01 Jul 1999 Put a Brake on Government Lawsuits
Government Lawsuits Bypass Elected Representatives and Aren’t the Best Way to Solve Social Problems
We have news of perhaps America’s silliest lawsuit.
One branch of the federal government has fined another branch, and a lawsuit over it went all the way to the U.S. Supreme Court.
I don’t know if this is a commentary on our legal system gone berserk or the size of our government run amuck, but something is out of kilter.
Both of these agencies report to the president. So couldn’t the “good” agency simply tattle on the “bad” agency?
We could save a lot of tax dollars that way.
In this case, West v. Gibson, a male accountant claimed the U.S. Department of Veterans Affairs had discriminated against him on account of his gender. The federal Equal Employment Opportunity Commission (EEOC) agreed with the accountant and ordered the Veterans Department to promote him and give him back pay. When the Veterans Department did not comply with the EEOC’s directive immediately, the accountant sued.
The case was then heard by a federal court, which ruled against the accountant on administrative grounds, then appealed to the U.S. Court of Appeals for the Seventh Circuit, which held that the EEOC could not impose damage claims against other federal departments, and then appealed to the U.S. Supreme Court, which disagreed, in a 5-4 decision, with the Seventh Circuit.1
So the accountant wins, but he’s probably getting less money than the government spent fighting over the issue.
Next time you look at your pay stub, remember that the government is using part of your taxes to sue itself.
Governments Let Criminals Off Easy, Yet Sue Gun Makers Over CrimeThis brings to mind other governmental lawsuits that aren’t any saner. For instance, big cities suing gun manufacturers, blaming them for gun crime, while government officials too often let criminals off easy.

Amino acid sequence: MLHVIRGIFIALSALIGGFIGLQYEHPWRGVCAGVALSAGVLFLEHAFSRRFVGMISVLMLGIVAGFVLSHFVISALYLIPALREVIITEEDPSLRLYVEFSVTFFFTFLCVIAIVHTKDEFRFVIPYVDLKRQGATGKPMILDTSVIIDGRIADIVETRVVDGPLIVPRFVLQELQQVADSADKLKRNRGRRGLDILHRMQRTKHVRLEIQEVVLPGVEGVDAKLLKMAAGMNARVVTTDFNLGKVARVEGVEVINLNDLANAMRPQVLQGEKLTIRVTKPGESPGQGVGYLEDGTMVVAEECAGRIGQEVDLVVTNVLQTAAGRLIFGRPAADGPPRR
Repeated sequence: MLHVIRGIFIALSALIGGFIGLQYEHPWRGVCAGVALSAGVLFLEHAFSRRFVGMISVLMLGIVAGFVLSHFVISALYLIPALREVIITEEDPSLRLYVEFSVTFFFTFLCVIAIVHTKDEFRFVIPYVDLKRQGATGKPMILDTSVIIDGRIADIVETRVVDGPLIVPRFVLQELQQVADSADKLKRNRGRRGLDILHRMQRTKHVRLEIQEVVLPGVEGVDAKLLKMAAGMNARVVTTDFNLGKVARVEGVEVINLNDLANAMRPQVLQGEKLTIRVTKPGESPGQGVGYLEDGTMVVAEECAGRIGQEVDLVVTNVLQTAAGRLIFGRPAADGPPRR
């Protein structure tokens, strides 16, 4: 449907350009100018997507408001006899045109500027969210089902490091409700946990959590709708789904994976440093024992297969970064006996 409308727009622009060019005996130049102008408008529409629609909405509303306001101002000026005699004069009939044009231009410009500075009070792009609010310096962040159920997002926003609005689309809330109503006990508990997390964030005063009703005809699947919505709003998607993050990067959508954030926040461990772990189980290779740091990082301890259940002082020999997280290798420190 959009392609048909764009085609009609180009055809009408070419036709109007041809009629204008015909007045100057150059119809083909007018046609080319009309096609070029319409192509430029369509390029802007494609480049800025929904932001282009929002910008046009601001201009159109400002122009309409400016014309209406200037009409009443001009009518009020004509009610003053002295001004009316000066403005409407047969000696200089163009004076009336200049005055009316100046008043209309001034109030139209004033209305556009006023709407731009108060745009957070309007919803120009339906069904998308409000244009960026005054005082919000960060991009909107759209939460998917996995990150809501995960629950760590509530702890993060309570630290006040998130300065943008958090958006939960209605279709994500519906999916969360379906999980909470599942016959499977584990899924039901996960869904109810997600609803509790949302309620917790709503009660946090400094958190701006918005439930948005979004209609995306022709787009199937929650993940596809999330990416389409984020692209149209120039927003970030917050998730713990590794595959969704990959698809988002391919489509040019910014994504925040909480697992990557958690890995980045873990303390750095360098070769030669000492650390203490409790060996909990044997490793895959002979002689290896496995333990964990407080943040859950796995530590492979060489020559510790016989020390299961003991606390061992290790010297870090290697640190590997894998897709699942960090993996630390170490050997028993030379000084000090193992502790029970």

According to analyst Morgan O. Reynolds of the National Center for Policy Analysis and Texas A&M University, for every incident of murder in the U.S., the murderer can expect to serve only 32.4 months in prison. This figure takes into account the odds that the killer is caught, prosecuted, convicted and serves time.
For rape, says Reynolds, the expected punishment is 116 days, and for robbery it is 46 days.2
Surveys show that 60 percent or more of released prisoners are rearrested within three years.3
As long as criminals don’t expect long sentences, they’ll continue to commit crimes. Suing gun makers won’t help.
What will our esteemed politicians do once the guns are gone? Sue knife makers?
If you think that’s ludicrous, be aware that Britain’s Labour government now has plans for knife registration.4 Although guns are less plentiful in Britain compared to the U.S., crime is still high. But the blame-the-weapon-not-the-criminal mentality states that, if getting guns off the street doesn’t solve a crime problem, then it’s logical to go after the knives.
Can anti-knife lawsuits in the United States be but a few years away?
A Federal Lawsuit to Recover Tobacco Losses is Groundless As Government Profits from TobaccoAnother crazy government lawsuit is President Clinton’s proposed suit against tobacco companies to get a reimbursement of federal moneys supposedly lost due to tobacco’s health effects.
But the President never mentions that government makes more money from tobacco than it loses.